Windows ME vs Windows XP isn’t much of a battle. You see, it’s a comparison of one of Microsoft’s most hated operating systems and one of its most beloved. XP, at the time of its release, was Microsoft’s best effort to date. But one reason it seemed so good was because it followed something so terrible.
The last 16/32-bit hybrid Microsoft OS
Windows ME was the last of its generation. Microsoft went out of its way to hide DOS in Windows ME, to the point where it took some serious hacking to expose it. But Windows ME was still a 32-bit GUI running on top of a 16-bit kernel. Windows ME was Windows 98 with better plug and play, better-hidden DOS roots, and a lot more bugs. But from a technology standpoint, it was pretty much just warmed-over Windows 95. There was as much difference, if not more, between Windows XP service packs as there was between Windows 95, 98, and ME.
Windows ME’s original plan
Microsoft intended for Windows ME to have a short shelf life. The goal all along was to get a consumer-oriented version of Windows based on Windows NT to market. But Windows ME was a bit of a rush job, and probably could have used at least another six months’ worth of testing and debugging. But if Microsoft had done that, then consumers would have just skipped Windows ME and waited for XP.
So Microsoft released a half-baked Windows ME, whose improvements over Windows 98SE were incremental at best, and in practice was less stable than its predecessor. And what happened? People figured out it was bad and they ignored it. Either they stuck with 98SE until Windows XP was ready, or they ran Windows 2000 and put up with its imperfect compatibility. Either option was better than running Windows ME.
I literally had a magazine editor contact me and ask me to figure out how to dual-boot ME with 98SE and then write an article about it for him to publish. He hated ME and figured his readers would too.
What was good about Windows ME
Windows ME was supposed to deliver a souped-up disk defragmenter, better plug and play, and better stability. The defragmenter was better. It had a bit more intelligence and was much more tolerant of multitasking. The plug and play was better too, especially with USB devices. With 95 and 98 and even 98SE, plug and play usually worked, but you’d occasionally get mysterious conflicts that could take all weekend to sort through. With ME, it pretty much worked as expected. You’d plug in the device, Windows would load a driver and configure it, and stuff just worked.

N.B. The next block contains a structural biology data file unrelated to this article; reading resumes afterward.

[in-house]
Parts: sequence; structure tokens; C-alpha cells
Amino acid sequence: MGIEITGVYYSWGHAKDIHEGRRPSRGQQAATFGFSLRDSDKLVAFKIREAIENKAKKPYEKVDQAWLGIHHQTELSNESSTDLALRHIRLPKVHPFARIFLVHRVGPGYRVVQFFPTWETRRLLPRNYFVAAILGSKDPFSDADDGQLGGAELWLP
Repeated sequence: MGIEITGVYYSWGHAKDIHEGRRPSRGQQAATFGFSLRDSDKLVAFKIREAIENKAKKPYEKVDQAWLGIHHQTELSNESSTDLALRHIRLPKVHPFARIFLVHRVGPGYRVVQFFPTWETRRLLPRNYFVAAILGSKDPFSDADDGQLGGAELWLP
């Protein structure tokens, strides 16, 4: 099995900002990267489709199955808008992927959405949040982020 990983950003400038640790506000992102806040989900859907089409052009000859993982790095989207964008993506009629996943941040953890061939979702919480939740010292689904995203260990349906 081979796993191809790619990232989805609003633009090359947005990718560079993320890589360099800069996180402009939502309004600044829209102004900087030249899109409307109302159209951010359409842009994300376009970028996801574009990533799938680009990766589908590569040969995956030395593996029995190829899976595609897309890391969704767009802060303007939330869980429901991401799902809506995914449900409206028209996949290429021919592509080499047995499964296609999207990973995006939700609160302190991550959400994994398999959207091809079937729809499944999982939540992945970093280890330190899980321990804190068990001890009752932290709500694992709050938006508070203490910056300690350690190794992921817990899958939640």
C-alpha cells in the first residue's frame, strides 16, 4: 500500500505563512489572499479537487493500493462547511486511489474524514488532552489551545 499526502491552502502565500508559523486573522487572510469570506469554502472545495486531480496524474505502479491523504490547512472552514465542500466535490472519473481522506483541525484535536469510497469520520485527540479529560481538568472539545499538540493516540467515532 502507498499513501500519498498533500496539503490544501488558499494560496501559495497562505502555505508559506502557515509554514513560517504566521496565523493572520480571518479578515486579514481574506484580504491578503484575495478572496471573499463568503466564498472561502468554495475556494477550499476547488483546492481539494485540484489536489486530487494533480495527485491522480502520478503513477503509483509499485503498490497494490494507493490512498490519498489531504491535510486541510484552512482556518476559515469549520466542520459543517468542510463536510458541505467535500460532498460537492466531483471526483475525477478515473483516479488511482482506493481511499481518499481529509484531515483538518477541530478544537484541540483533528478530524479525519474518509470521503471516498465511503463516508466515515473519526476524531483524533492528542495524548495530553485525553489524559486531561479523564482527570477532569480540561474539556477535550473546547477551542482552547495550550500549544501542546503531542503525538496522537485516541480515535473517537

The better stability was more of a broken promise. If you ran well-behaved 32-bit applications, Windows ME may have been slightly more stable than 98SE. But most games ran much better on 98SE. And that was the target audience. The casual users who were more likely to notice a benefit to ME were the ones least likely to buy it. Gamers who wanted the latest and greatest bought ME, ran it a few weeks, then reinstalled 98SE and cursed Microsoft because they’d wasted 80 bucks.
Windows XP: A promise delivered
XP was a long time coming. Windows NT arrived in 1993 to great fanfare, but a lot more people talked about it than used it. It took eight years for Microsoft to deliver a version of Windows NT that had reasonable compatibility with Windows 95 and 98 games and plug and play that worked most of the time, on top of Windows NT stability.
XP was supposed to be all things to all people, and as long as you had a computer powerful enough to run it, it pretty much delivered. Windows XP did require more memory than Windows ME, and it helped if you had a faster CPU. But, for the first time, Microsoft had a consumer-oriented operating system that could use multiple CPU cores. That greatly increased XP’s scalability. As Microsoft released more service packs, its system requirements grew, but the cost of hardware came down considerably over XP’s extremely long lifespan. By 2014, when support for XP ended, dual-core CPUs and 4 GB of RAM was cheap.
The biggest difference in Windows XP vs Windows ME was that XP lived up to its immense promise and was good for Microsoft’s reputation. Windows ME soiled Microsoft’s reputation after a nearly 10-year run of successful products.
Why Windows XP was so popular for so long
Windows XP was showing its age by 2005 when Vista came out, but Vista was really bad. Vista runs fine on hardware from 2009. The problem was Vista came out in 2005. So Vista never caught on except with people who always want to run the newest thing. Everyone else stuck with XP. And the later service packs for Windows XP were very good. Windows XP Service Pack 2 was a very stable operating system, and Service Pack 3 dramatically improved its performance.
Windows 7 came out in 2009 and most power users migrated to it, especially those who wanted a 64-bit operating system. Microsoft did release a 64-bit version of XP but it had compatibility issues, so not a lot of people used it. But if your software ran fine in 4 GB of RAM or less, XP was more efficient. And not all software that ran on XP ran on newer versions, so some businesses had a very difficult time migrating everyone off XP.
So while Windows ME was one of Microsoft’s shortest-lived operating systems, Windows XP was one of its longest. If you slipstream drivers, you can run XP on surprisingly recent hardware.